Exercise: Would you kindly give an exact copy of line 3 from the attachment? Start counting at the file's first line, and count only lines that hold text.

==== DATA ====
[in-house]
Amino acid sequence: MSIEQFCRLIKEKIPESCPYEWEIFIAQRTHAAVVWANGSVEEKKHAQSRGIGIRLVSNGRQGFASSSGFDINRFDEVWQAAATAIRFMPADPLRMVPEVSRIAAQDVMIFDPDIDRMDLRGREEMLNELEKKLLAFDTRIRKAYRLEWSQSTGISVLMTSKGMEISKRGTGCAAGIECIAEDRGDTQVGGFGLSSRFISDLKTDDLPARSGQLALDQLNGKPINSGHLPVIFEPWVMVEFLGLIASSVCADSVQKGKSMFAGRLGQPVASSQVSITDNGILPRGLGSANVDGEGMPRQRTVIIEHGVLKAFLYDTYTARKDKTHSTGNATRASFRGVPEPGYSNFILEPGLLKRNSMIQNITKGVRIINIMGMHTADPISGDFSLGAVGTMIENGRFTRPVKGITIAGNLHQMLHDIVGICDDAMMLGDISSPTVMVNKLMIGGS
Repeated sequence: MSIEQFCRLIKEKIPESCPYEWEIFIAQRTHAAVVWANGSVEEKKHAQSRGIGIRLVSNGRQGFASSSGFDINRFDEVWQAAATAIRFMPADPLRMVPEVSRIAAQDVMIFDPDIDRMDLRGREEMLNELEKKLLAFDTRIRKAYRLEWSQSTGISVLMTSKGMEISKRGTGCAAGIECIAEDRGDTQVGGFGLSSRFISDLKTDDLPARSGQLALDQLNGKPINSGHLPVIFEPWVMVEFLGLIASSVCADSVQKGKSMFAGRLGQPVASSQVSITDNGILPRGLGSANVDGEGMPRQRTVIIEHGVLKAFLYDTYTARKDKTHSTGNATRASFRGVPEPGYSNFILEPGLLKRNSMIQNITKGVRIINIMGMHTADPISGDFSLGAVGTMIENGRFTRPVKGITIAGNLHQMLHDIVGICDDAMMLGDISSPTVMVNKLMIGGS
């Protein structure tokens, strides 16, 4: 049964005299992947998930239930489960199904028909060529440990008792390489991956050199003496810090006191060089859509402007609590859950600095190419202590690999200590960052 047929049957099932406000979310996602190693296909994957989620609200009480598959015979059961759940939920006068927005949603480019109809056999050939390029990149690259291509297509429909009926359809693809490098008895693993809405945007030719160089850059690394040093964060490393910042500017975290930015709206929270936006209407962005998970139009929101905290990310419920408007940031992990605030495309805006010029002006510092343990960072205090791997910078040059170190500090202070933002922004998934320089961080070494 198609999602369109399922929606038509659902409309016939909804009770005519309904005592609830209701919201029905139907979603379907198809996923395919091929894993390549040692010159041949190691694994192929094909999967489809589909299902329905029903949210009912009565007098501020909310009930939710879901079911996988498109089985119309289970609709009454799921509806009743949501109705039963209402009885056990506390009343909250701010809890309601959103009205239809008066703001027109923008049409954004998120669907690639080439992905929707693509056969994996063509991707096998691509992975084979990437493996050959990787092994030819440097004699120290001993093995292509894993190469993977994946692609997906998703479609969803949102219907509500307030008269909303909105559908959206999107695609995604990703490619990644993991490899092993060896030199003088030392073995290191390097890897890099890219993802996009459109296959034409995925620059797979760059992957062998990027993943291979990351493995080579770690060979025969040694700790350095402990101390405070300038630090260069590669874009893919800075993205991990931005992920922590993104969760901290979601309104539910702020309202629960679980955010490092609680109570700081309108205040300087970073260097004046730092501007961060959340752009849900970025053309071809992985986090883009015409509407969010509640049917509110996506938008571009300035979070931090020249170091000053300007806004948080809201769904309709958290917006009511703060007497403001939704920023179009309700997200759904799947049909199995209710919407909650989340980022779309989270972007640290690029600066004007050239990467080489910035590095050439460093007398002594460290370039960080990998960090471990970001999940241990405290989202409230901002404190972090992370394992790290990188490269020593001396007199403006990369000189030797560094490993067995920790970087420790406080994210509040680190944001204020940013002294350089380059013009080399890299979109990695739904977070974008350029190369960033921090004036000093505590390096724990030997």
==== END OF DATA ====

Repeated sequence: MSIEQFCRLIKEKIPESCPYEWEIFIAQRTHAAVVWANGSVEEKKHAQSRGIGIRLVSNGRQGFASSSGFDINRFDEVWQAAATAIRFMPADPLRMVPEVSRIAAQDVMIFDPDIDRMDLRGREEMLNELEKKLLAFDTRIRKAYRLEWSQSTGISVLMTSKGMEISKRGTGCAAGIECIAEDRGDTQVGGFGLSSRFISDLKTDDLPARSGQLALDQLNGKPINSGHLPVIFEPWVMVEFLGLIASSVCADSVQKGKSMFAGRLGQPVASSQVSITDNGILPRGLGSANVDGEGMPRQRTVIIEHGVLKAFLYDTYTARKDKTHSTGNATRASFRGVPEPGYSNFILEPGLLKRNSMIQNITKGVRIINIMGMHTADPISGDFSLGAVGTMIENGRFTRPVKGITIAGNLHQMLHDIVGICDDAMMLGDISSPTVMVNKLMIGGS